How familiar does this sound? It’s the beginning of the new year, and you’re psyched for all you’re going to accomplish. If you’re like me, you might even grab some markers and make adorable lists, charts, and timelines. But…a few weeks later you start to feel overwhelmed, and those lists don’t feel quite as adorable anymore. You took on too much, and suddenly you feel burnt out. The milestones that once made you feel excited and energized are now stressing you out, and feeling like a major chore, possibly leading you to give up altogether.
I do this to myself *repeatedly*. Being a very goal-oriented person, I am constantly making myself lists, whether it’s long-term, short-term, or even the mundane stuff I have to do. I love the sense of accomplishment that comes with scratching something off and calling it a success. I don’t just get the urge around January 1st. I feel compelled to make goals for myself around my birthday, with the change of the season, and keep a number of lists on my phone or in my day planner for daily/weekly intentions. On the one hand, it’s great to be organized, but it’s also a lot of pressure, rigidly trying to stick to a plan. When the stress starts to outweigh the benefit, I start to re-work my approach. And below you’ll find three of the tactics I’m currently using to create meaningful, achievable goals for myself.
1) I’m focusing on quality rather than quantity
Let’s say one of my goals was to spend more time reading. A typical goal with my “old” approach would likely be something like making myself read 2 books a month, or hitting a certain number by the end of the year. While this isn’t un-realistic or anything, I did find that it almost instantly sucked the fun out of it. If I have a rough week, and simply couldn’t set aside time for a book, I would quickly fall behind, and punishing myself to catch up wasn’t healthy. Did it make sense to stay up late and read, when I was exhausted? Would I even enjoy the book, or absorb what I was reading? Or was I mindlessly just looking to tick something off my precious list.
Instead, my new and improved goal might be something along the lines of: “I will dedicate Sunday afternoons to reading”. I find it’s a nice balance. If I did something too loose and vague, like “spend more time reading”, I would probably flounder, and not actually do it. But this way keeps me somewhat accountable, without having to be obsessed about how much I am reading, or how quickly I am reading. I am more likely to enjoy it, therefore more likely to continue with it, and will likely even engage with it on a deeper level (taking the time to pause and reflect on what I am reading, look up reviews, and critically analyze it, for example).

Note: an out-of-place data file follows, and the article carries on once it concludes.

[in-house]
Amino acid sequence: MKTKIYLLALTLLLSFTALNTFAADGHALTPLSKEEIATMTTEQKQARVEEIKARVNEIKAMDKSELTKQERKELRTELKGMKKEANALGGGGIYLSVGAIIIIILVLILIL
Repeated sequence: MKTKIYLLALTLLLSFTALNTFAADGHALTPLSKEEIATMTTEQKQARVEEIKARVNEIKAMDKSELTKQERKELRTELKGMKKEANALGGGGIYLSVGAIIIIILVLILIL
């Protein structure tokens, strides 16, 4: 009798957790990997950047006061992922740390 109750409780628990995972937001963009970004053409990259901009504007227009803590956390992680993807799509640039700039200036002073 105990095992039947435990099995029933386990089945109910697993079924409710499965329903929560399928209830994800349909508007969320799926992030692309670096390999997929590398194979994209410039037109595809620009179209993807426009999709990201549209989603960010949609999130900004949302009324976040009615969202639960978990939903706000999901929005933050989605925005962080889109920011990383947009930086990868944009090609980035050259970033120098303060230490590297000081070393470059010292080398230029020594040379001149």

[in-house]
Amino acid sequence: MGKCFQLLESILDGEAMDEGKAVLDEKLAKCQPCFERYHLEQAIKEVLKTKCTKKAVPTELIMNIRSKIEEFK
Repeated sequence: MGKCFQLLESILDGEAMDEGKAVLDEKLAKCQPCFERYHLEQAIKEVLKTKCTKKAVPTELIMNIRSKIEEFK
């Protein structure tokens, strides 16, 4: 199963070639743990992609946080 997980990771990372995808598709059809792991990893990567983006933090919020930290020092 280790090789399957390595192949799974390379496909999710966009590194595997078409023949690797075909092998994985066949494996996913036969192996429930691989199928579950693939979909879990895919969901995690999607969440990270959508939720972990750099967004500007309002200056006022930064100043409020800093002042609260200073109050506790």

2) I’m making sure my goals are aligned with my values.
I’ve given a shout out to Savvy Psychologist Jade Wu before, and I’ll do it again (because I think she’s great!). I loved the podcast episode 295 titled “How To Live a Meaningful Life (Hint: It’s About Values)”.
While most of the episode is about distinguishing goals from values, the importance of determining your values, and how to actually tease them out, it was definitely still a “light bulb” moment for me. I realized how often I am forcing myself to do something that I simply don’t even care about.
Case in point. I have a friend who is an excellent cook and wonderful baker. When I listen to her gush about the amazing meals she prepares for her family I feel a small pang of guilt, and am embarrassed to admit that I possibly just ate a bowl of cereal for dinner last night. So, every so often I would make it my goal to dedicate more time to cooking. I would browse fancy-looking recipes, and be excited to share it with her afterwards, almost secretly wanting her praise and approval.